No one is screaming for ice cream trucks, but they’re rolling up anyway

Businesses are frozen, but ice cream trucks haven’t melted completely.

Picture this: Outside your window, aside from a few joggers, there’s stillness. Then, suddenly, you hear it: The jingle of an ice cream truck.

No one is screaming for ice cream trucks, but they’re rolling up anyway

Twitter users can’t stop talking about ice cream trucks dishing out treats during a pandemic, and in New York City, there’s finally a clear explanation. According to the Associated Press, those jingles you’re hearing could be coming from just 10 rogue Mister Softee trucks.

A mind-melting battle to halt the industry

Mister Softee, one of the largest ice cream truck operators in the US, really wants its drivers to stay home during quarantine. But as hard as they plead, they don’t actually have much power.

Because ice cream truck drivers are franchisees, it’s up to the individual owners to decide whether or not to go out.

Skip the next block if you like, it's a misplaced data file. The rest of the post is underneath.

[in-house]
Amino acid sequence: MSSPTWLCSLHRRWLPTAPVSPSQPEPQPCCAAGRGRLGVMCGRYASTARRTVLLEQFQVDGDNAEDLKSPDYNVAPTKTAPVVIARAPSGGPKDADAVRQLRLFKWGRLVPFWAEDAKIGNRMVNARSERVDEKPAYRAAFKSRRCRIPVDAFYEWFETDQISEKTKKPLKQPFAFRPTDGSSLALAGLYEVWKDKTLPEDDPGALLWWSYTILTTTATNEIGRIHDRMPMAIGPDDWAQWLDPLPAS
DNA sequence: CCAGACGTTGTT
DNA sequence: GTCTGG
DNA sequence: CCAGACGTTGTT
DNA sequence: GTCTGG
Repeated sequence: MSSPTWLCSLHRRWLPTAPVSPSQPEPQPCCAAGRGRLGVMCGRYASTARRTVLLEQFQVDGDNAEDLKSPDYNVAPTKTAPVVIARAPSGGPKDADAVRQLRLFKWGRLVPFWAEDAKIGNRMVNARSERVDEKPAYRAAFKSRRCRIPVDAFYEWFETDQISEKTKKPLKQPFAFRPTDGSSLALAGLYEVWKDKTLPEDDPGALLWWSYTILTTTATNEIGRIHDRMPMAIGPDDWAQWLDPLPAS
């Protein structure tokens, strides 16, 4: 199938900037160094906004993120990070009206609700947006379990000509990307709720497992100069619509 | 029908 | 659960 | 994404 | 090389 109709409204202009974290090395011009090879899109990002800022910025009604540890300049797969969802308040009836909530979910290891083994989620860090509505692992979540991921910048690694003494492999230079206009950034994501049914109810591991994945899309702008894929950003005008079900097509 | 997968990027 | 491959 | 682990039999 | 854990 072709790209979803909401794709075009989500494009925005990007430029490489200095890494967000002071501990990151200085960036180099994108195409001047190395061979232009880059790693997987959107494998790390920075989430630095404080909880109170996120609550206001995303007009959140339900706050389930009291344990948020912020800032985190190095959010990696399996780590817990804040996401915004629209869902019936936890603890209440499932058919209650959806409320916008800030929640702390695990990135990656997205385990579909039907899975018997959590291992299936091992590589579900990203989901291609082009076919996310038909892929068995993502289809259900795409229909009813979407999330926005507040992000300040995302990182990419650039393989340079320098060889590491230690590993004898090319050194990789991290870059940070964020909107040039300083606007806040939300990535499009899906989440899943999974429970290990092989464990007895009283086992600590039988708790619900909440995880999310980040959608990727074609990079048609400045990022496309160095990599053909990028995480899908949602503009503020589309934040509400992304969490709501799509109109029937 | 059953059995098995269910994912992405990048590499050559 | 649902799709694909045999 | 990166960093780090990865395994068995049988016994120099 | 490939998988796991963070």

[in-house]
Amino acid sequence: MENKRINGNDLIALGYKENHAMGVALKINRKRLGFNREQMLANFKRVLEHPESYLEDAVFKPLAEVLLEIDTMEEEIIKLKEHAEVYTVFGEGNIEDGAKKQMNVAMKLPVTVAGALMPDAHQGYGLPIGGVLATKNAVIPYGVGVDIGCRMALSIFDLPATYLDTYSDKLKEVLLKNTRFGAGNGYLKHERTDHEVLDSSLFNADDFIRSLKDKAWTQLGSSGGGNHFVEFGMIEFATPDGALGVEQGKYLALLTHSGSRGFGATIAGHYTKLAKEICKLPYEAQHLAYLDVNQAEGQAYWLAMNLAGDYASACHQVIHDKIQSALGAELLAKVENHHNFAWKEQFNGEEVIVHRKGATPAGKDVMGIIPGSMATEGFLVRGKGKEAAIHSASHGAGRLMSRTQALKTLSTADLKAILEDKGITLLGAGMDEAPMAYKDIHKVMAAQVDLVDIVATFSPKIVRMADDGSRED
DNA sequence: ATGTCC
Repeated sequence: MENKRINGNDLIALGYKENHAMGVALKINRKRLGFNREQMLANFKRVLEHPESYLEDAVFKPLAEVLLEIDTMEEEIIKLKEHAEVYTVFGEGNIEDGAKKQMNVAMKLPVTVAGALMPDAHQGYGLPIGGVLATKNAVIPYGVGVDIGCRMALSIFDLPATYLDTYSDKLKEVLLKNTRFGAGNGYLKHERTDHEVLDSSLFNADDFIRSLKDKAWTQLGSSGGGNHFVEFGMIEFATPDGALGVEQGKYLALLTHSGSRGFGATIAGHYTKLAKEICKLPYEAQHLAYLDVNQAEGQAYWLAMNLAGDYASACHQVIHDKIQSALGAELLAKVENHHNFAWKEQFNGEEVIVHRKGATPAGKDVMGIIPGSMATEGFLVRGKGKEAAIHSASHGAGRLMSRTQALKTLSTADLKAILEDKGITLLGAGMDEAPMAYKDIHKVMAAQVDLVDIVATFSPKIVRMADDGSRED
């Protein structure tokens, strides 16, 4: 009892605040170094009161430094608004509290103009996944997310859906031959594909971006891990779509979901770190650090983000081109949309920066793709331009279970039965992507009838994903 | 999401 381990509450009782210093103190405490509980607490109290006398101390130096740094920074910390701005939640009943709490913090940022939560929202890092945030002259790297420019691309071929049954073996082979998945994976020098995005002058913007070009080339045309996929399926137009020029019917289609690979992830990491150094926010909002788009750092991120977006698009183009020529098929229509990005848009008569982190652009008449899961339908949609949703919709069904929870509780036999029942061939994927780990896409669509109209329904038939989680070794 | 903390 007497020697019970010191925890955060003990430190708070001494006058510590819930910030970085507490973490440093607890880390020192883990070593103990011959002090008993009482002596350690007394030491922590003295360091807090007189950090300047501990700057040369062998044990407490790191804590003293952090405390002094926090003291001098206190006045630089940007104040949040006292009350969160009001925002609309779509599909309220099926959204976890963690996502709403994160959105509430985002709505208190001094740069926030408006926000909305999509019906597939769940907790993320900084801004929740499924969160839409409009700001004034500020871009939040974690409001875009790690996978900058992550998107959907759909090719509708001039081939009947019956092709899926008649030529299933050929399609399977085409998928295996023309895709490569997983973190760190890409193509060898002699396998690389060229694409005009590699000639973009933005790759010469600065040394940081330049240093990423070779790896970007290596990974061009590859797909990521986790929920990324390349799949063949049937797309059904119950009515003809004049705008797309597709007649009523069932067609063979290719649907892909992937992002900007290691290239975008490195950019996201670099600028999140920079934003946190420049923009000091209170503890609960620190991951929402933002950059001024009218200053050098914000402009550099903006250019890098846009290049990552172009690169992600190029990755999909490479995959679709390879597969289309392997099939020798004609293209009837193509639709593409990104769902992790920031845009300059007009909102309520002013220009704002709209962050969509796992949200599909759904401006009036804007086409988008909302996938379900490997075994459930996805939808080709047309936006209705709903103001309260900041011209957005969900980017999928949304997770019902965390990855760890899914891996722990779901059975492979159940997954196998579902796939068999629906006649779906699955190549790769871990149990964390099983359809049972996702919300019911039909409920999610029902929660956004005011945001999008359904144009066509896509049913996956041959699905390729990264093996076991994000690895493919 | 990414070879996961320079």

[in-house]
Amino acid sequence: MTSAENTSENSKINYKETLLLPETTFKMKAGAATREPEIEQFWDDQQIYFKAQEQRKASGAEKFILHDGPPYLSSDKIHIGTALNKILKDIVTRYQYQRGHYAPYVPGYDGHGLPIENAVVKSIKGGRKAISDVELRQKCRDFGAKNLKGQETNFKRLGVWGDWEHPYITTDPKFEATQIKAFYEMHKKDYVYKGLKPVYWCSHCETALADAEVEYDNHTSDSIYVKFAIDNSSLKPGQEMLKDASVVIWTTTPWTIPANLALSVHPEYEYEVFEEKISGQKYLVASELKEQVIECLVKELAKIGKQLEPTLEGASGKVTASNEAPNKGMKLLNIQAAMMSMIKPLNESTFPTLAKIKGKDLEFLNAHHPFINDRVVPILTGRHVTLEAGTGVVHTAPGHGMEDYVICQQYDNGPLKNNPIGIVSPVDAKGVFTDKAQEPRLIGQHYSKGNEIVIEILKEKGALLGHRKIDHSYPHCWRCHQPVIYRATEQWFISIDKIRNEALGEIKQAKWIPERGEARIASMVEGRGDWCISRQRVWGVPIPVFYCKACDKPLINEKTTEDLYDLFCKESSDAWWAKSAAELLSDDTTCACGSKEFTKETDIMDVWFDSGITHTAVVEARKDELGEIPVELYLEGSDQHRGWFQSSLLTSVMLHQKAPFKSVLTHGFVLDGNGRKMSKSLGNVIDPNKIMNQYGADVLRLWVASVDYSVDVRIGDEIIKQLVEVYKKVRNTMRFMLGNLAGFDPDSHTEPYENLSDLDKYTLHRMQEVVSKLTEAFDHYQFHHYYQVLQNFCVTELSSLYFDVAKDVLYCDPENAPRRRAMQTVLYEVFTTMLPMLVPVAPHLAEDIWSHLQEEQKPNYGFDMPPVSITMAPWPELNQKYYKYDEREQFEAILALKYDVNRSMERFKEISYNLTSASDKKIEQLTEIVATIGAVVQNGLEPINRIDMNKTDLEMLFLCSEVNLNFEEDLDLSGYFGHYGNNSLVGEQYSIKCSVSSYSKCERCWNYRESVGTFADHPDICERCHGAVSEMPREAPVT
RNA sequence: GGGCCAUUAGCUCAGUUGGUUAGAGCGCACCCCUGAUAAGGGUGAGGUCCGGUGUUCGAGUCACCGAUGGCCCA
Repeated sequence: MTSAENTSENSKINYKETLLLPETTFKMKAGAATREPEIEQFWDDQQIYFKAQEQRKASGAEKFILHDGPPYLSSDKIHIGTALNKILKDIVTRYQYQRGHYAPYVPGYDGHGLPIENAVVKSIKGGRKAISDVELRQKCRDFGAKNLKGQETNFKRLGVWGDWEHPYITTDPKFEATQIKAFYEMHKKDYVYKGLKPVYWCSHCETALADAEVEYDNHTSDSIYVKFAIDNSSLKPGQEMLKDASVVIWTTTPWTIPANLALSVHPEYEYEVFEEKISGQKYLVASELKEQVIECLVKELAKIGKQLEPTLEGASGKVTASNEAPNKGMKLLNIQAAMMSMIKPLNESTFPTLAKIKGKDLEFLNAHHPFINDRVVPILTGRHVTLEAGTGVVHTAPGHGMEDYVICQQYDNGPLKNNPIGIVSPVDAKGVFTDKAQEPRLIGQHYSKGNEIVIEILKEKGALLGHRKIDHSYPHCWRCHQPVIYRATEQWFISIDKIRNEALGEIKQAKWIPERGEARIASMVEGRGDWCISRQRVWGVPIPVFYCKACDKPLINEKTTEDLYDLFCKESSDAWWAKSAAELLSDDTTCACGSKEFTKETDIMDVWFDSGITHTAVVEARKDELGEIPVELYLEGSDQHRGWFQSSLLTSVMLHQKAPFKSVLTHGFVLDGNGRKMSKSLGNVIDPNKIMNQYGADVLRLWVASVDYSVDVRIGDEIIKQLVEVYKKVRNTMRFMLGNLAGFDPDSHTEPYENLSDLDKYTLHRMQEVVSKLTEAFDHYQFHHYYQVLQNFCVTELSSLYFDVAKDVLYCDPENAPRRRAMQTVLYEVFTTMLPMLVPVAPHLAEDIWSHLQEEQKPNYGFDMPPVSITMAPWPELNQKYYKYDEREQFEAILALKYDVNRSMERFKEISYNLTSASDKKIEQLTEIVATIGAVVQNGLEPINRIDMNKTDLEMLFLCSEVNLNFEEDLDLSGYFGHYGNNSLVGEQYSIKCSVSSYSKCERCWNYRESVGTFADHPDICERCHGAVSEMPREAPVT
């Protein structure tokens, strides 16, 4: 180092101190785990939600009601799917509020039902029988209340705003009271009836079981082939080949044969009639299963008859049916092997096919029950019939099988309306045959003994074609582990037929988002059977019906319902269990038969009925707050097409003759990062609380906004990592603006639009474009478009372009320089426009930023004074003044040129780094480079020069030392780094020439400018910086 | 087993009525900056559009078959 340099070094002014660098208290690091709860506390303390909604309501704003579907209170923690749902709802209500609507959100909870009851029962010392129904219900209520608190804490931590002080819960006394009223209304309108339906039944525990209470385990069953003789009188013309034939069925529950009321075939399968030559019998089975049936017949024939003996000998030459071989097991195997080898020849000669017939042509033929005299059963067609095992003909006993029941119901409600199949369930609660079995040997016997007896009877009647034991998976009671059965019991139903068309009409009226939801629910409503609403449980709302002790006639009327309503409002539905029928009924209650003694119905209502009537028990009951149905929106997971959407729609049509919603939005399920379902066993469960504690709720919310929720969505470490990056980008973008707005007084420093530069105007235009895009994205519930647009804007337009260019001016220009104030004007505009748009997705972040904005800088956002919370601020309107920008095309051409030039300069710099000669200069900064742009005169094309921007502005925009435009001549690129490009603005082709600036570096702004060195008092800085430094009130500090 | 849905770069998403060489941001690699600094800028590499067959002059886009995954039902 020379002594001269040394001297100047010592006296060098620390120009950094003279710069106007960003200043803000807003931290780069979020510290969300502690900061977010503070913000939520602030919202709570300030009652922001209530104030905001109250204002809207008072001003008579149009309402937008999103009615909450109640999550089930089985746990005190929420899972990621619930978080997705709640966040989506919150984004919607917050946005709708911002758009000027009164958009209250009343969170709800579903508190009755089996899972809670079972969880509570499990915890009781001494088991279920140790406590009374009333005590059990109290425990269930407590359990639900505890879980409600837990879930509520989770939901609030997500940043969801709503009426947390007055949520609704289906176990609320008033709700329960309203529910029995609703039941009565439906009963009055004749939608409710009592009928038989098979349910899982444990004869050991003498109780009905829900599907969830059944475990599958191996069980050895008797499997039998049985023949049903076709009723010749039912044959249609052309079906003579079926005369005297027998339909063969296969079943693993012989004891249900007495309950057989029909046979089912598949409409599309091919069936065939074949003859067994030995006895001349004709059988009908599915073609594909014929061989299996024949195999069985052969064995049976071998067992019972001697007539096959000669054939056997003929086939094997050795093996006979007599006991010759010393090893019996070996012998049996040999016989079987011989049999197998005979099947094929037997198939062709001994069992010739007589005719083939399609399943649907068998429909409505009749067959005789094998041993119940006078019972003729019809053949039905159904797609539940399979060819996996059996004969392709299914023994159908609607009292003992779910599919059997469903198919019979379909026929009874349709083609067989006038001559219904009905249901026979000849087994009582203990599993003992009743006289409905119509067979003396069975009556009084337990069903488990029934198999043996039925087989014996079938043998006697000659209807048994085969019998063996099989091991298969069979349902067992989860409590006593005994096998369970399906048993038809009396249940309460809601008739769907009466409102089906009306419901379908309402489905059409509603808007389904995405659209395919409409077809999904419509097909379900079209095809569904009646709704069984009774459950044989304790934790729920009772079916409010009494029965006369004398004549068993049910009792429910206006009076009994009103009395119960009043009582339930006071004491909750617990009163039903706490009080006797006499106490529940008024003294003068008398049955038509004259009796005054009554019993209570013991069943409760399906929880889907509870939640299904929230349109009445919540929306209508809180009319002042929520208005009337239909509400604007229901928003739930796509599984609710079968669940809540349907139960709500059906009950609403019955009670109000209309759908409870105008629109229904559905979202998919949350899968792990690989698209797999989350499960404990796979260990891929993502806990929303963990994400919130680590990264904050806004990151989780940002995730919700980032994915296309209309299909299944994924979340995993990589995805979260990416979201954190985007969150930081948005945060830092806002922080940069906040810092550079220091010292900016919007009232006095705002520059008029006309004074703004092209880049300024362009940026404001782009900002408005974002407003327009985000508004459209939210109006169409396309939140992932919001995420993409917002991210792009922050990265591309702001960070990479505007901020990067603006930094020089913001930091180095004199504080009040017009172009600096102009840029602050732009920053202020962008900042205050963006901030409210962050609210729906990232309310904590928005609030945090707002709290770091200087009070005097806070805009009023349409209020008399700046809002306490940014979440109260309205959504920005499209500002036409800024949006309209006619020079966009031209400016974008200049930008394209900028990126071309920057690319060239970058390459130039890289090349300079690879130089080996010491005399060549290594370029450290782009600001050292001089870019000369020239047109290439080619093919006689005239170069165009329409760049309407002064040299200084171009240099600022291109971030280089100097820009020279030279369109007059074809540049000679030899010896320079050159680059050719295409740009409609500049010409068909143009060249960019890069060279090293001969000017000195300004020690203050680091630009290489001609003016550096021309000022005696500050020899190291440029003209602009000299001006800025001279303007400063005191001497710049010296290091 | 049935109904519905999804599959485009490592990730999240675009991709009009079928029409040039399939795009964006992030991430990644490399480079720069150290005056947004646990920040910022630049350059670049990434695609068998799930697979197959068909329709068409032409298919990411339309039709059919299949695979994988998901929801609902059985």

In New York, drivers are panicked about making rent, and they’re serving Drumsticks while wearing gloves and face coverings to the few customers that will risk it all for a strawberry shortcake pop.

Some activists want to put drivers in a cone of shame

The trucks are stopping primarily in low-income areas, sparking fears that they will spread disease in already vulnerable communities.

In Philadelphia, one activist is staging a guerilla-style war against rogue ice cream trucks.

Asteria Vives tracks down the trucks, photographs the drivers, and sends their info to local officials.

It’s a tale of two panics: Drivers are desperate to stay financially stable, while residents are desperate to protect their neighborhoods from infection.

Topics: Coronavirus Food

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